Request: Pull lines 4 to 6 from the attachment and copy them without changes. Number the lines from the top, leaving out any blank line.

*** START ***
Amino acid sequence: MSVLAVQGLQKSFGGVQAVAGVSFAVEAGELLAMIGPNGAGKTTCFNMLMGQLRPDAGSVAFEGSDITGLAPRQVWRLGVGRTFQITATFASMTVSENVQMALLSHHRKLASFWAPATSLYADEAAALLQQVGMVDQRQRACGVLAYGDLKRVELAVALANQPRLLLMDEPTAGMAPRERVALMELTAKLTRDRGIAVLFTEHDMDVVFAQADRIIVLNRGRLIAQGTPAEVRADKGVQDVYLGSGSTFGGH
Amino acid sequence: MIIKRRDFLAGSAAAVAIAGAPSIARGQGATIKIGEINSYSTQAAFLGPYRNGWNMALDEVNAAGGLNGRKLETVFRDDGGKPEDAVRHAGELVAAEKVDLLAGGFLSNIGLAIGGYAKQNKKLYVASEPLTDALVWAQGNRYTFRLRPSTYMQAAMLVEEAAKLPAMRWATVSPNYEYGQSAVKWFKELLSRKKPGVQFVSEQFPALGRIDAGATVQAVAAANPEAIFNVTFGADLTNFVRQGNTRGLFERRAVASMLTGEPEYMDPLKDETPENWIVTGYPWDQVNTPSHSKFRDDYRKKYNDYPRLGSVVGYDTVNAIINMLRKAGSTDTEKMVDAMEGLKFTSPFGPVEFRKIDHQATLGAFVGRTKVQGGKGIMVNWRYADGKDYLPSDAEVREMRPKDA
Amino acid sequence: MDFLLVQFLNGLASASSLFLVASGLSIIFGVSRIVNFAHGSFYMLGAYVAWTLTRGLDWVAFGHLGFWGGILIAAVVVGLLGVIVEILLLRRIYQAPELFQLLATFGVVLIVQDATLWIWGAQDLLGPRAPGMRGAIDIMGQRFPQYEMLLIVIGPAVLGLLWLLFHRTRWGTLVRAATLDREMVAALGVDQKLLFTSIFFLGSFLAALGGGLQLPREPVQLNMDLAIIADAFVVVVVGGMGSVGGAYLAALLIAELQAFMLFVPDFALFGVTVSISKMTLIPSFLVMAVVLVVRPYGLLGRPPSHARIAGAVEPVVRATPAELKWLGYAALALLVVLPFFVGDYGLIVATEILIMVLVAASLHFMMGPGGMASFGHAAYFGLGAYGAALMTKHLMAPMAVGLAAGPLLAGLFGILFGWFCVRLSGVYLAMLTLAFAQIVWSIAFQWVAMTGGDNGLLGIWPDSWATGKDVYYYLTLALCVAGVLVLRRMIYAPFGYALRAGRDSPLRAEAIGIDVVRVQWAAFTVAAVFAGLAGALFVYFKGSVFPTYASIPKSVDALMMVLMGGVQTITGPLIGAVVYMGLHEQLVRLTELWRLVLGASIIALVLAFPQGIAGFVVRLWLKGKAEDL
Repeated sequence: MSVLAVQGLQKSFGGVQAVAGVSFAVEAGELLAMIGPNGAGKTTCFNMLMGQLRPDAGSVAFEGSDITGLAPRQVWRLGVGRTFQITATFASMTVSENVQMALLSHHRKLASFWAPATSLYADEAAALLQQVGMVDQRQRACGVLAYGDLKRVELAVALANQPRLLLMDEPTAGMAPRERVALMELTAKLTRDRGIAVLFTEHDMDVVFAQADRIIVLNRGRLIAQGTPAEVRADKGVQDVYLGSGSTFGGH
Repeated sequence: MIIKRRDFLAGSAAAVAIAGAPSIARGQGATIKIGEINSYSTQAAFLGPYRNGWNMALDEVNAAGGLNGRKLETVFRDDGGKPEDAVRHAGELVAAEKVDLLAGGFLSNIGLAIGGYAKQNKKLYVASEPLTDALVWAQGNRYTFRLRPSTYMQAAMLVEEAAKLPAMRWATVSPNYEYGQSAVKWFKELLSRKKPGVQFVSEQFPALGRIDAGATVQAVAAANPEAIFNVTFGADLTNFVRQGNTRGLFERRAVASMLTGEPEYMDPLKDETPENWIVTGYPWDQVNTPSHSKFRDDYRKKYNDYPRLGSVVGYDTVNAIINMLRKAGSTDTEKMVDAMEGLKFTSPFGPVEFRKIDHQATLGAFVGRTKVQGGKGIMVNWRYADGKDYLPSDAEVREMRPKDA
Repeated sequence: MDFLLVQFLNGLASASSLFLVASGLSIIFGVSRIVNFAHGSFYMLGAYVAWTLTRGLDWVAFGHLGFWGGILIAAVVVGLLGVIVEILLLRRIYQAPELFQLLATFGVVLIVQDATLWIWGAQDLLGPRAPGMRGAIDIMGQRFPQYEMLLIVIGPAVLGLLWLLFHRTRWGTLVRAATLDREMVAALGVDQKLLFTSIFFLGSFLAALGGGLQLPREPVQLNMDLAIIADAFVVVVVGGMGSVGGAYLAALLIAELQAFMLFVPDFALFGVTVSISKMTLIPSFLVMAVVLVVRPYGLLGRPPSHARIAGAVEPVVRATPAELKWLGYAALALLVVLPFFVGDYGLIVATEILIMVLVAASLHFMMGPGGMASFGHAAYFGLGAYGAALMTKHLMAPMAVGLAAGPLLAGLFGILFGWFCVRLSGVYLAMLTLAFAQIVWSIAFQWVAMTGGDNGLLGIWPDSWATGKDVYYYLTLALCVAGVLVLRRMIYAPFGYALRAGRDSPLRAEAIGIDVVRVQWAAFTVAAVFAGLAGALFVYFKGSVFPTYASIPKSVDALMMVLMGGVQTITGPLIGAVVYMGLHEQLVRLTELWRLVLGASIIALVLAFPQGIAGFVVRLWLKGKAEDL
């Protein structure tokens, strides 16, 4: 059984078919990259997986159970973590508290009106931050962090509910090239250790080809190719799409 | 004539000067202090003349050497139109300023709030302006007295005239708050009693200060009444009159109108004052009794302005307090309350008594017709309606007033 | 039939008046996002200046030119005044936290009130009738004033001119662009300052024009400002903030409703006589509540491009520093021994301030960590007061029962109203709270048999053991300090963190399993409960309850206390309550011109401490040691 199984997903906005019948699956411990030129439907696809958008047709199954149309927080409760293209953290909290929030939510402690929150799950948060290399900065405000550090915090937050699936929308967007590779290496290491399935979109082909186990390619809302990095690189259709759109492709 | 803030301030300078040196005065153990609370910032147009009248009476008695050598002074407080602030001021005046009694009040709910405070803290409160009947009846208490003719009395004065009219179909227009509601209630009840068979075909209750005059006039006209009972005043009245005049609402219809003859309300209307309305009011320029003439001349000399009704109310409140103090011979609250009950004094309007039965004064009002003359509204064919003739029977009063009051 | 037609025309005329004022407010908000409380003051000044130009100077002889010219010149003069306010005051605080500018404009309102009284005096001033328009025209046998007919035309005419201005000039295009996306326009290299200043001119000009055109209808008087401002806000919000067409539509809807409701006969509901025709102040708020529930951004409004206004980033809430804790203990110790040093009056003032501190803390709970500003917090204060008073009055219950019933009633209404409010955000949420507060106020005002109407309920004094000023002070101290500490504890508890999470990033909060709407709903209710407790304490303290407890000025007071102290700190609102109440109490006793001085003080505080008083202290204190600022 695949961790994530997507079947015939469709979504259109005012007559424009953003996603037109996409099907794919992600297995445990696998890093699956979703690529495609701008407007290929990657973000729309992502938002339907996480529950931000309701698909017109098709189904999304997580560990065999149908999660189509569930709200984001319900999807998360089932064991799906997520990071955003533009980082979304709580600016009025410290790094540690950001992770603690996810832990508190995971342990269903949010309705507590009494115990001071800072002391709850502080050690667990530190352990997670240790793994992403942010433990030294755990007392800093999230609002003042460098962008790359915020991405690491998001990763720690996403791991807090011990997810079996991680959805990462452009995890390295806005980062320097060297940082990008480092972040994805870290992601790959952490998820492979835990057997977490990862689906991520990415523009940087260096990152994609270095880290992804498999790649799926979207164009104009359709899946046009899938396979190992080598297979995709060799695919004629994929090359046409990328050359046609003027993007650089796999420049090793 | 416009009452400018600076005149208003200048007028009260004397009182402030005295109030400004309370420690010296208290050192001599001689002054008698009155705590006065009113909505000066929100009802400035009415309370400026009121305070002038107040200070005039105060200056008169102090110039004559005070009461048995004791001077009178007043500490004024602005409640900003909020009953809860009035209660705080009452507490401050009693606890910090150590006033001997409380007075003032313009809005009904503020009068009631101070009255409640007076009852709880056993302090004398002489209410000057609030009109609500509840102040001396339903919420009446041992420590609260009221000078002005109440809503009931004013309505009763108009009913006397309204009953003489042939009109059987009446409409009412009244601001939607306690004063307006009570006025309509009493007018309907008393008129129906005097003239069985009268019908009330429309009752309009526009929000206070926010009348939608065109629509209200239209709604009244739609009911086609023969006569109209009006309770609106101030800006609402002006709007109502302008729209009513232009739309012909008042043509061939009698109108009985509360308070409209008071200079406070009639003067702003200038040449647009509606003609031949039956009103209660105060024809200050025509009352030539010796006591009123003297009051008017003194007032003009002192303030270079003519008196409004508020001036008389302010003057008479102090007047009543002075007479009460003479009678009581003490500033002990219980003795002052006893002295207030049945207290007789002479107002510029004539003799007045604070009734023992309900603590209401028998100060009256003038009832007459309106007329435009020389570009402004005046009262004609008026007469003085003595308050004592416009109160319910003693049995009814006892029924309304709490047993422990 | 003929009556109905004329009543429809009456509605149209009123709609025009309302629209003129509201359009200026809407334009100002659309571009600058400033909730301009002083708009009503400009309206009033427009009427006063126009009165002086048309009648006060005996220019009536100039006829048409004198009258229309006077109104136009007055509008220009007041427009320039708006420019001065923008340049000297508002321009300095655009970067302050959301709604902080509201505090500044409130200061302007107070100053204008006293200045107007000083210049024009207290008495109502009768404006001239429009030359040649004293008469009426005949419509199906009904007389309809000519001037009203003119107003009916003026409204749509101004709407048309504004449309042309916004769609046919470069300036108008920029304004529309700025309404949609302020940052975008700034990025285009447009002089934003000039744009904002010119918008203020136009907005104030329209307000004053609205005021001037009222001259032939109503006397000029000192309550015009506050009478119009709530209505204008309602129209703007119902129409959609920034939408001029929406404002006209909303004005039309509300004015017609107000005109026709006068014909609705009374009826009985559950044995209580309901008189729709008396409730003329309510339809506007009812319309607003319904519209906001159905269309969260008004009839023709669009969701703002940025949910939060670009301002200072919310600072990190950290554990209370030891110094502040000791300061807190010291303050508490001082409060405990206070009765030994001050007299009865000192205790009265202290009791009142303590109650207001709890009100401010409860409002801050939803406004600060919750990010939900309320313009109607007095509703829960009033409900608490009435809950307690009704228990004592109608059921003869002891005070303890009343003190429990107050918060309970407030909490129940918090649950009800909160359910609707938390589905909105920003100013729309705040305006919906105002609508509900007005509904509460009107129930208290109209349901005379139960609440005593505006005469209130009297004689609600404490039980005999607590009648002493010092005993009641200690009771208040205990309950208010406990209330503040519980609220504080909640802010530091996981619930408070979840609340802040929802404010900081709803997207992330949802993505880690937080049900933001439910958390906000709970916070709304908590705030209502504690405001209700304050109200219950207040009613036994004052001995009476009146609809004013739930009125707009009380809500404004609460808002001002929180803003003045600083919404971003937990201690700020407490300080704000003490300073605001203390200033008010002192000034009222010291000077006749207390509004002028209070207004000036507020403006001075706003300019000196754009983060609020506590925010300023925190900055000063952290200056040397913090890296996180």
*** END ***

Repeated sequence: MSVLAVQGLQKSFGGVQAVAGVSFAVEAGELLAMIGPNGAGKTTCFNMLMGQLRPDAGSVAFEGSDITGLAPRQVWRLGVGRTFQITATFASMTVSENVQMALLSHHRKLASFWAPATSLYADEAAALLQQVGMVDQRQRACGVLAYGDLKRVELAVALANQPRLLLMDEPTAGMAPRERVALMELTAKLTRDRGIAVLFTEHDMDVVFAQADRIIVLNRGRLIAQGTPAEVRADKGVQDVYLGSGSTFGGH
Repeated sequence: MIIKRRDFLAGSAAAVAIAGAPSIARGQGATIKIGEINSYSTQAAFLGPYRNGWNMALDEVNAAGGLNGRKLETVFRDDGGKPEDAVRHAGELVAAEKVDLLAGGFLSNIGLAIGGYAKQNKKLYVASEPLTDALVWAQGNRYTFRLRPSTYMQAAMLVEEAAKLPAMRWATVSPNYEYGQSAVKWFKELLSRKKPGVQFVSEQFPALGRIDAGATVQAVAAANPEAIFNVTFGADLTNFVRQGNTRGLFERRAVASMLTGEPEYMDPLKDETPENWIVTGYPWDQVNTPSHSKFRDDYRKKYNDYPRLGSVVGYDTVNAIINMLRKAGSTDTEKMVDAMEGLKFTSPFGPVEFRKIDHQATLGAFVGRTKVQGGKGIMVNWRYADGKDYLPSDAEVREMRPKDA
Repeated sequence: MDFLLVQFLNGLASASSLFLVASGLSIIFGVSRIVNFAHGSFYMLGAYVAWTLTRGLDWVAFGHLGFWGGILIAAVVVGLLGVIVEILLLRRIYQAPELFQLLATFGVVLIVQDATLWIWGAQDLLGPRAPGMRGAIDIMGQRFPQYEMLLIVIGPAVLGLLWLLFHRTRWGTLVRAATLDREMVAALGVDQKLLFTSIFFLGSFLAALGGGLQLPREPVQLNMDLAIIADAFVVVVVGGMGSVGGAYLAALLIAELQAFMLFVPDFALFGVTVSISKMTLIPSFLVMAVVLVVRPYGLLGRPPSHARIAGAVEPVVRATPAELKWLGYAALALLVVLPFFVGDYGLIVATEILIMVLVAASLHFMMGPGGMASFGHAAYFGLGAYGAALMTKHLMAPMAVGLAAGPLLAGLFGILFGWFCVRLSGVYLAMLTLAFAQIVWSIAFQWVAMTGGDNGLLGIWPDSWATGKDVYYYLTLALCVAGVLVLRRMIYAPFGYALRAGRDSPLRAEAIGIDVVRVQWAAFTVAAVFAGLAGALFVYFKGSVFPTYASIPKSVDALMMVLMGGVQTITGPLIGAVVYMGLHEQLVRLTELWRLVLGASIIALVLAFPQGIAGFVVRLWLKGKAEDL